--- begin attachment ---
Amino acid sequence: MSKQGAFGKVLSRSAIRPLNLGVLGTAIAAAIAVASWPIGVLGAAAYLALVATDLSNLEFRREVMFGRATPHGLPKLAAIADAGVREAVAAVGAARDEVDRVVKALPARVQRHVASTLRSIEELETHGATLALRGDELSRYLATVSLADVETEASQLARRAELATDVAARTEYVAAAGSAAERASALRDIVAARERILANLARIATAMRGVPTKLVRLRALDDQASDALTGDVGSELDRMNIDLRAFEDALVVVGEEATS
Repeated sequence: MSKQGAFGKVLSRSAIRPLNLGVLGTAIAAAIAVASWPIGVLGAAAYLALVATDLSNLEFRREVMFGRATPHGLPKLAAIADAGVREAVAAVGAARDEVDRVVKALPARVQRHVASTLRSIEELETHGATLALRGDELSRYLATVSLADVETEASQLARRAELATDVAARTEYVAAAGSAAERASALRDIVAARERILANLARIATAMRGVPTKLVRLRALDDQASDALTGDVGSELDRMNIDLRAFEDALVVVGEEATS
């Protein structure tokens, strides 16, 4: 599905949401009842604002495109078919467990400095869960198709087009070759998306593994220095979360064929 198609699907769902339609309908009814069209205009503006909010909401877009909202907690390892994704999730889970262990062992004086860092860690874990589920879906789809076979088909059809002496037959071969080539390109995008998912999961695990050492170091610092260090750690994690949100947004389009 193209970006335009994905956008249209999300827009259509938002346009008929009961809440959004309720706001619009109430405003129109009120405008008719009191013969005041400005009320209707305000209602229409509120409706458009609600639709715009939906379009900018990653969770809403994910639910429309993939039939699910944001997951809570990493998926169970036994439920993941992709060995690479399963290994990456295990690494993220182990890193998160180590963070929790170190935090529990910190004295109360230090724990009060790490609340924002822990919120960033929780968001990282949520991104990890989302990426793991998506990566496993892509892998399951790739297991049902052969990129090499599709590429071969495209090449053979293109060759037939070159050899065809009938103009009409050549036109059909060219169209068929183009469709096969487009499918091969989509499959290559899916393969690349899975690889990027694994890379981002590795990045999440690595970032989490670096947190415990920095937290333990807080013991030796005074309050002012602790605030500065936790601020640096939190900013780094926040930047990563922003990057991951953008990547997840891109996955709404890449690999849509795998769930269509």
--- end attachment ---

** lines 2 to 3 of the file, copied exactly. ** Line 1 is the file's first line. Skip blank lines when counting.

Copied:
Repeated sequence: MSKQGAFGKVLSRSAIRPLNLGVLGTAIAAAIAVASWPIGVLGAAAYLALVATDLSNLEFRREVMFGRATPHGLPKLAAIADAGVREAVAAVGAARDEVDRVVKALPARVQRHVASTLRSIEELETHGATLALRGDELSRYLATVSLADVETEASQLARRAELATDVAARTEYVAAAGSAAERASALRDIVAARERILANLARIATAMRGVPTKLVRLRALDDQASDALTGDVGSELDRMNIDLRAFEDALVVVGEEATS
């Protein structure tokens, strides 16, 4: 599905949401009842604002495109078919467990400095869960198709087009070759998306593994220095979360064929 198609699907769902339609309908009814069209205009503006909010909401877009909202907690390892994704999730889970262990062992004086860092860690874990589920879906789809076979088909059809002496037959071969080539390109995008998912999961695990050492170091610092260090750690994690949100947004389009 193209970006335009994905956008249209999300827009259509938002346009008929009961809440959004309720706001619009109430405003129109009120405008008719009191013969005041400005009320209707305000209602229409509120409706458009609600639709715009939906379009900018990653969770809403994910639910429309993939039939699910944001997951809570990493998926169970036994439920993941992709060995690479399963290994990456295990690494993220182990890193998160180590963070929790170190935090529990910190004295109360230090724990009060790490609340924002822990919120960033929780968001990282949520991104990890989302990426793991998506990566496993892509892998399951790739297991049902052969990129090499599709590429071969495209090449053979293109060759037939070159050899065809009938103009009409050549036109059909060219169209068929183009469709096969487009499918091969989509499959290559899916393969690349899975690889990027694994890379981002590795990045999440690595970032989490670096947190415990920095937290333990807080013991030796005074309050002012602790605030500065936790601020640096939190900013780094926040930047990563922003990057991951953008990547997840891109996955709404890449690999849509795998769930269509």